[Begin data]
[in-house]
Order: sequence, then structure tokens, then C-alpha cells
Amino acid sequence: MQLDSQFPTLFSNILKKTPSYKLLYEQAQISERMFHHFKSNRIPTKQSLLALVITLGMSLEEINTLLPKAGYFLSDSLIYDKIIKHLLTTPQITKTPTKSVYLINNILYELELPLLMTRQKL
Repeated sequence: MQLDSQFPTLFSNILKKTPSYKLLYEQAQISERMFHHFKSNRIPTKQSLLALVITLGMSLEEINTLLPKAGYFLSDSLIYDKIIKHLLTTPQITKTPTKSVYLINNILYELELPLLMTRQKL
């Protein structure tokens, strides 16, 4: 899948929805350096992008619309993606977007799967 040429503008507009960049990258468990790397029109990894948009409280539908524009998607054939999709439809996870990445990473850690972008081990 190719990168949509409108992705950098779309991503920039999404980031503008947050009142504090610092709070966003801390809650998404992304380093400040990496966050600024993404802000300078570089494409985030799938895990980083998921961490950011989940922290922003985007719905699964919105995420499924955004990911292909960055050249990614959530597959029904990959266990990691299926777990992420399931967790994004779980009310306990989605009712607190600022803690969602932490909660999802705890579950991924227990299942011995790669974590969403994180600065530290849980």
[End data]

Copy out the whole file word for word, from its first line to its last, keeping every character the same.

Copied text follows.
[in-house]
Order: sequence, then structure tokens, then C-alpha cells
Amino acid sequence: MQLDSQFPTLFSNILKKTPSYKLLYEQAQISERMFHHFKSNRIPTKQSLLALVITLGMSLEEINTLLPKAGYFLSDSLIYDKIIKHLLTTPQITKTPTKSVYLINNILYELELPLLMTRQKL
Repeated sequence: MQLDSQFPTLFSNILKKTPSYKLLYEQAQISERMFHHFKSNRIPTKQSLLALVITLGMSLEEINTLLPKAGYFLSDSLIYDKIIKHLLTTPQITKTPTKSVYLINNILYELELPLLMTRQKL
């Protein structure tokens, strides 16, 4: 899948929805350096992008619309993606977007799967 040429503008507009960049990258468990790397029109990894948009409280539908524009998607054939999709439809996870990445990473850690972008081990 190719990168949509409108992705950098779309991503920039999404980031503008947050009142504090610092709070966003801390809650998404992304380093400040990496966050600024993404802000300078570089494409985030799938895990980083998921961490950011989940922290922003985007719905699964919105995420499924955004990911292909960055050249990614959530597959029904990959266990990691299926777990992420399931967790994004779980009310306990989605009712607190600022803690969602932490909660999802705890579950991924227990299942011995790669974590969403994180600065530290849980």